(8): The danger is roughly as anticipated. The Threat is equal to the PC’s level.


Well, that’s not very useful here. Given the small size of the dungeon, I think it makes sense to lean on the high side for tuning the encounter difficulty, so aiming to compare against a party of level 3 PCs seems like a reasonable place to start.


For the sake of it, let me also do a random roll on the table of common dungeon inhabitants. I don’t think this dungeon will be large enough to support much variety without feeling crowded, but maybe the result can give me some inspiration for how the inhabitants I have planned might act:


(2, 2): Minion > Spearman


That term brings ancient phalanxes to my mind, so perhaps the iron golems should tend to operate in tight formations with strict discipline? Or perhaps an encounter with the students can feature the golems forming a defensive wall that the students prod over with their facsimiles of the Iron Shaman’s extra arms? Food for thought, in any case.


On to generating the rooms themselves. I can use the methods found in Scarlet Heroes to get a first pass at it:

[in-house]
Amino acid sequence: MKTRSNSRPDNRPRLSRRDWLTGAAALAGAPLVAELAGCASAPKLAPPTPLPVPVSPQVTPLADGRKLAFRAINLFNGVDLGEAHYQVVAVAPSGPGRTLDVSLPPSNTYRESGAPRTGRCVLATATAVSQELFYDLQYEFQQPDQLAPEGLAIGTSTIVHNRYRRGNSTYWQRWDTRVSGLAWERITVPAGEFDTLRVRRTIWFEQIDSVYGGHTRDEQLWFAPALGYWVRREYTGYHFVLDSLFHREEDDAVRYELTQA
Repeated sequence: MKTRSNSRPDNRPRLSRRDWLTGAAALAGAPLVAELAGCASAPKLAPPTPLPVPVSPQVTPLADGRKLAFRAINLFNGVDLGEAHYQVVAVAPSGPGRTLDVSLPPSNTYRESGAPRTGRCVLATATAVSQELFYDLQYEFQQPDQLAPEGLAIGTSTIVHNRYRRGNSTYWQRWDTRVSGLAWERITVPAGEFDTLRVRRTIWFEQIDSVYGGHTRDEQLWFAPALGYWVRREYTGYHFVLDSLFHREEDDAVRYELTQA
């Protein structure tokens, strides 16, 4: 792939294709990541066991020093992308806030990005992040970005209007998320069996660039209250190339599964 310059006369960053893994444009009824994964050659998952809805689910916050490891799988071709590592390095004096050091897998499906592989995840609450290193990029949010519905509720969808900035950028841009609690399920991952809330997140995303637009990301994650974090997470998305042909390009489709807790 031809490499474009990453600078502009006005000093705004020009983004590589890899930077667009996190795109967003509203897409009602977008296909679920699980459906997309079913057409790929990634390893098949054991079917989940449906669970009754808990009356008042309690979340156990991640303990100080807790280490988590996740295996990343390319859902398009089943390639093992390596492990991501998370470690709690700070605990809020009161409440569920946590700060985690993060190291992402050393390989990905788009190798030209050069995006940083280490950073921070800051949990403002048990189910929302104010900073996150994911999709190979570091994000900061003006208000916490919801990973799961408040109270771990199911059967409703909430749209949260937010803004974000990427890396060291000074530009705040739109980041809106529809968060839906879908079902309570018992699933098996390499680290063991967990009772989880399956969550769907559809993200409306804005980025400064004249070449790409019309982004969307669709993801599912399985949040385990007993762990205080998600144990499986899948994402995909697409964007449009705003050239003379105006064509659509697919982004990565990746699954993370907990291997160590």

1. Stables (includes feature)

  2. Vault (empty)

  3. Memorial hall (includes treasure and feature)

  4. Secure cell (includes Iron Shaman and hidden treasure)

  5. Crafter’s workroom (includes hazard)

  6. Courtyard garden (includes encounter and hidden treasure)

  7. Monument (empty)

  8. Divination room (includes encounter)

  9. Lecture hall (empty)

  10. Kitchen (includes hidden treasure and feature)

That seems to be a generous set of results, with four rooms having treasures and only three rooms having encounters. Still, let me go through generating the details of each room’s contents before making any changes.

  1. Stables (includes feature)

  2. Nature of the feature: A dangerous intruder or beast who has entered the site.

  3. Creature motivation: Feed on the inhabitants or simply kill them.

  4. Vault (empty)

  5. Memorial hall (includes treasure and feature)

  6. Treasure found: Standard treasure trove for whatever encounter is present.

  7. Nature of the feature: A dangerous intruder or beast who has entered the site.